This episode digs into the peer-to-peer software architecture pattern.  It is common among file-sharing and crypto networks.  Likewise, the pattern is not too complicated.  However, it is robust and secure as we have tightly defined communication paths.  We also have every node playing the role of both client and server.

The Peer-To-Peer Pattern Defined

The description of peer-to-peer is even less complex than client-server.  We have two nodes with a bi-directional link between them.  Each node can serve as a client or as a server.  Therefore, we also see this at times when we want to keep two machines synchronized for load balance and fail-over purposes.  The network can expand to any number of nodes.  However, each node connects to another as both a client and a server, so direct communication is always available.

On The Same Page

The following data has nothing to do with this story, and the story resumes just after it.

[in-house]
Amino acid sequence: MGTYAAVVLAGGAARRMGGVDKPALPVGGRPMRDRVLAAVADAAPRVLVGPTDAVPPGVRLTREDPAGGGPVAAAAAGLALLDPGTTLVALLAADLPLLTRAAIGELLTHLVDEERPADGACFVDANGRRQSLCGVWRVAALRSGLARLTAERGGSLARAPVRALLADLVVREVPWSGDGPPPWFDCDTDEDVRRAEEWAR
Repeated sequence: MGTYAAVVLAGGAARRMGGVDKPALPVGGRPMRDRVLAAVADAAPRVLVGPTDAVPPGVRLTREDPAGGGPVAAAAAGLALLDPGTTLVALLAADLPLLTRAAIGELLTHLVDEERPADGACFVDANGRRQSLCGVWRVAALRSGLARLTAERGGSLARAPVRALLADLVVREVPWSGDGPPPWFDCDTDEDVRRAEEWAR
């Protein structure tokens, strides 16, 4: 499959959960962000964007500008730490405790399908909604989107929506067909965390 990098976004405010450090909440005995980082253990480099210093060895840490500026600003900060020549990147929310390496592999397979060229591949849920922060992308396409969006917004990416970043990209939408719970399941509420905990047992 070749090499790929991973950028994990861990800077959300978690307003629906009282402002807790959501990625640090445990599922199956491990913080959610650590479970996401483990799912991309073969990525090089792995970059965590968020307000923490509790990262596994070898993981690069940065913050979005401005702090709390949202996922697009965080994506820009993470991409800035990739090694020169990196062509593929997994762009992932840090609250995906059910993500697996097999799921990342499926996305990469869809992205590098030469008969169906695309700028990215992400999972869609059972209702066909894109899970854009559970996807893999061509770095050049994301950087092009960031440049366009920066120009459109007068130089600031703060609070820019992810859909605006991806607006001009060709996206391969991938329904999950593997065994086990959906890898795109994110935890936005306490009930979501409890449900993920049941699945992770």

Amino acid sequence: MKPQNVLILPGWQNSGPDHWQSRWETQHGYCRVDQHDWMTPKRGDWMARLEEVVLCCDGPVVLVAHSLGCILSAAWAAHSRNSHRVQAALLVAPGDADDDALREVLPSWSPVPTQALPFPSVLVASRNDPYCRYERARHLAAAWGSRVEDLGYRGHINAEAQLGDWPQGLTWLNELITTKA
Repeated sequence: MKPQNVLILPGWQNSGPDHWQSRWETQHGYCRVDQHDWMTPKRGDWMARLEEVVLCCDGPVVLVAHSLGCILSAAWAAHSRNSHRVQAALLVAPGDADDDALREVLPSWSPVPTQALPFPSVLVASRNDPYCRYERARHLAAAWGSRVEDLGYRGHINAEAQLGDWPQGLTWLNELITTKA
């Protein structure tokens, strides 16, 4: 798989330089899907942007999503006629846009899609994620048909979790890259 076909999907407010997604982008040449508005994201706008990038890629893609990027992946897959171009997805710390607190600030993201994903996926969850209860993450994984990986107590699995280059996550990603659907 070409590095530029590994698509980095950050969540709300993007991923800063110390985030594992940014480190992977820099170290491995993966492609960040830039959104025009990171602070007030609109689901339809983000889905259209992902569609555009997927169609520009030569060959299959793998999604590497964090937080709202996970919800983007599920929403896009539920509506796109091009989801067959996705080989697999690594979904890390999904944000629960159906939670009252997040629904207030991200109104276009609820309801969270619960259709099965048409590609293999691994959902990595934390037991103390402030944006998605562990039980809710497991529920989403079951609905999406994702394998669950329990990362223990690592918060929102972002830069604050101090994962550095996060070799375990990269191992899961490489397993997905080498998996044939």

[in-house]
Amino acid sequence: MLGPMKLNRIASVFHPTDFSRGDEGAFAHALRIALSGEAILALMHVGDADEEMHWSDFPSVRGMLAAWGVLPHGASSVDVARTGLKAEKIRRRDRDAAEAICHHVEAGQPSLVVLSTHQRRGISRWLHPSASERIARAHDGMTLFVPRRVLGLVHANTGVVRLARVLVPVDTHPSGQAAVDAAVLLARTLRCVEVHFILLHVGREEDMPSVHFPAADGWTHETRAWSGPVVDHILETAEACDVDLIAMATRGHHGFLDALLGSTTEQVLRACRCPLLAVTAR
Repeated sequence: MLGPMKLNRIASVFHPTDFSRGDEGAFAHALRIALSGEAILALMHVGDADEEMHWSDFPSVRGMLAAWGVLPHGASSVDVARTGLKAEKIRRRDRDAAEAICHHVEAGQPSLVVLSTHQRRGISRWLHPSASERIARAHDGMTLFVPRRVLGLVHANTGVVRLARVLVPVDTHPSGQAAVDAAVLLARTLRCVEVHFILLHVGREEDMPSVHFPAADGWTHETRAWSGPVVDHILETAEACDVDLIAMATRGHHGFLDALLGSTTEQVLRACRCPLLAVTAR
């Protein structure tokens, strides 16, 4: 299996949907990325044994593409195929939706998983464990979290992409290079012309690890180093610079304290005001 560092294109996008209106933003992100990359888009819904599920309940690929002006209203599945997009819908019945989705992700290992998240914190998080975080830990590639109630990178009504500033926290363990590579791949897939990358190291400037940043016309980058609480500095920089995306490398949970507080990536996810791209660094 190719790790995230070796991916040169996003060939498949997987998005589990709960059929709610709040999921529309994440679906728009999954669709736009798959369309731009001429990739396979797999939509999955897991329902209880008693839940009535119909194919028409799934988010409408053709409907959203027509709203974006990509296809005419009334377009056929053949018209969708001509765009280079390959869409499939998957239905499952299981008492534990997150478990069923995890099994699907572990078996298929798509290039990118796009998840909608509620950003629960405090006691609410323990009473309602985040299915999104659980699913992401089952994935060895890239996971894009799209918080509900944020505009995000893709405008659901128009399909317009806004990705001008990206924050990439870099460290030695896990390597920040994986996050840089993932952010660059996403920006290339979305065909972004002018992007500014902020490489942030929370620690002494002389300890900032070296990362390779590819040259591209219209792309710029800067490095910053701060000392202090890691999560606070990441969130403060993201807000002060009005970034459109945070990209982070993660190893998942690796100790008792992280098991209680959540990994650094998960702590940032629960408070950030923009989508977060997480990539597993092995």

While there are many benefits for a peer-to-peer network, the primary focus is keeping each node current with data.  That data may be a file, a list of transactions, or even authorization lists.  Any given node may interact with numerous other nodes, but those interactions will always go both ways.  Thus, an update on node A may be broadcast to nodes B through Z, and then an update on Z may go out to A through Y. 

Challenges

The goal of peer-to-peer is to keep things synchronized.  That means we want to update the other nodes when we have a change request.  The work required to do those updates can flood the network and need to be managed.  An old example is early network games like Doom that sent out too many updates to the network.  You could crash the network as timeouts ran rampant across the nodes, and they tried to resend that data.  There are patterns for doing such notifications that we will discuss at a later date.

Rob Broadhead

Rob is a founder of, and frequent contributor to, Develpreneur. This includes the Building Better Developers podcast. He is also a longtime student of technology as a developer, designer, and manager of software solutions. Rob is a founder and principle of RB Consulting and has managed to author a book about his family experiences. In his free time, he stays busy raising five children (although a few have grown into adults). When he has a chance to breathe, he is on the ice playing hockey to relax.

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